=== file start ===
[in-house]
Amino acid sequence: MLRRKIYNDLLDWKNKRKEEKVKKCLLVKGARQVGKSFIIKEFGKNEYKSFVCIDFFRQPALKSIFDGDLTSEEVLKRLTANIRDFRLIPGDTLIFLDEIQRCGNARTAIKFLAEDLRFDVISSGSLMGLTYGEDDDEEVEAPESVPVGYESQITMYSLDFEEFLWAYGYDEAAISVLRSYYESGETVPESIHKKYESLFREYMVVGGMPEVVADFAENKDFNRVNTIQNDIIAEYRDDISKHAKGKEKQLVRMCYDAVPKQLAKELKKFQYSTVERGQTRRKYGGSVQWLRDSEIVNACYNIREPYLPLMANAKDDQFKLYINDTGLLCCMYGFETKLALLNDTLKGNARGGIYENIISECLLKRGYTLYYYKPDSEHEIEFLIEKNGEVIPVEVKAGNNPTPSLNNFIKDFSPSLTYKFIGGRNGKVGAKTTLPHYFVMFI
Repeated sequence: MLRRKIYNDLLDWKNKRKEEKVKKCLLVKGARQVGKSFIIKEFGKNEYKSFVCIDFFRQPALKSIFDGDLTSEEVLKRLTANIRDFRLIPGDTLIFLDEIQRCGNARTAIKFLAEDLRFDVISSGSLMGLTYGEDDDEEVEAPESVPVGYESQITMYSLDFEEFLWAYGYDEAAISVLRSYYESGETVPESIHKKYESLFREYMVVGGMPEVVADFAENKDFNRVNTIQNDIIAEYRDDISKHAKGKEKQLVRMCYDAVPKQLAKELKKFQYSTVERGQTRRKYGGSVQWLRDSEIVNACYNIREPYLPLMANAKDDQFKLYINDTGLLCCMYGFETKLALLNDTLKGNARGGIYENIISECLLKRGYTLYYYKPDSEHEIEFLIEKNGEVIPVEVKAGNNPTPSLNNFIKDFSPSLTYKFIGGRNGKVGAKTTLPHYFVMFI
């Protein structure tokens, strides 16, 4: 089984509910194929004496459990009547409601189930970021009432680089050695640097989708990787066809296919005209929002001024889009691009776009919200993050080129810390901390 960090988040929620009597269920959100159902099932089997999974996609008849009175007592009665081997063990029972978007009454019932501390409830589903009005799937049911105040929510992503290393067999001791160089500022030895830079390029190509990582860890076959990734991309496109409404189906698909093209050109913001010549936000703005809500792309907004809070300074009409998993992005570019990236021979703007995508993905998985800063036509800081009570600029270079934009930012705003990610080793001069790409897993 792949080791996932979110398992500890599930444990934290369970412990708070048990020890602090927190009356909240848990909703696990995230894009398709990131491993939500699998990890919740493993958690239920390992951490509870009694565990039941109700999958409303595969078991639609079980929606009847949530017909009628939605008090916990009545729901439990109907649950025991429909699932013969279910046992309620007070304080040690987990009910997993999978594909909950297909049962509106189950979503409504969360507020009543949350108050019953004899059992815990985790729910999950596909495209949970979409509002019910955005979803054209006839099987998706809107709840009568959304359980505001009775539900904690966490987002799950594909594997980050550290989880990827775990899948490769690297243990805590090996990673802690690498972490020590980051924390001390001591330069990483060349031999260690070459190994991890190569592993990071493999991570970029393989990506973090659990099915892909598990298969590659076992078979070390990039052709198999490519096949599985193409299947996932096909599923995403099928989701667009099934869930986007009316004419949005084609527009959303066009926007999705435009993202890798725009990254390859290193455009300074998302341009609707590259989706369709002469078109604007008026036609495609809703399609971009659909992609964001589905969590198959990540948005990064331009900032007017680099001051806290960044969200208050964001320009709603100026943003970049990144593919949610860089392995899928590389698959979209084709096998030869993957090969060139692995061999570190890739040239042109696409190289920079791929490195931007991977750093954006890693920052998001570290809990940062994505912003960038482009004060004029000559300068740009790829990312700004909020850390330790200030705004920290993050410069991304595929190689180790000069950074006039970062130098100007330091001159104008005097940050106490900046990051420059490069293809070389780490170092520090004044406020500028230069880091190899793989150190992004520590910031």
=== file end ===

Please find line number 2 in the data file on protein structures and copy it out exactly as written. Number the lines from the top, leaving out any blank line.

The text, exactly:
Amino acid sequence: MLRRKIYNDLLDWKNKRKEEKVKKCLLVKGARQVGKSFIIKEFGKNEYKSFVCIDFFRQPALKSIFDGDLTSEEVLKRLTANIRDFRLIPGDTLIFLDEIQRCGNARTAIKFLAEDLRFDVISSGSLMGLTYGEDDDEEVEAPESVPVGYESQITMYSLDFEEFLWAYGYDEAAISVLRSYYESGETVPESIHKKYESLFREYMVVGGMPEVVADFAENKDFNRVNTIQNDIIAEYRDDISKHAKGKEKQLVRMCYDAVPKQLAKELKKFQYSTVERGQTRRKYGGSVQWLRDSEIVNACYNIREPYLPLMANAKDDQFKLYINDTGLLCCMYGFETKLALLNDTLKGNARGGIYENIISECLLKRGYTLYYYKPDSEHEIEFLIEKNGEVIPVEVKAGNNPTPSLNNFIKDFSPSLTYKFIGGRNGKVGAKTTLPHYFVMFI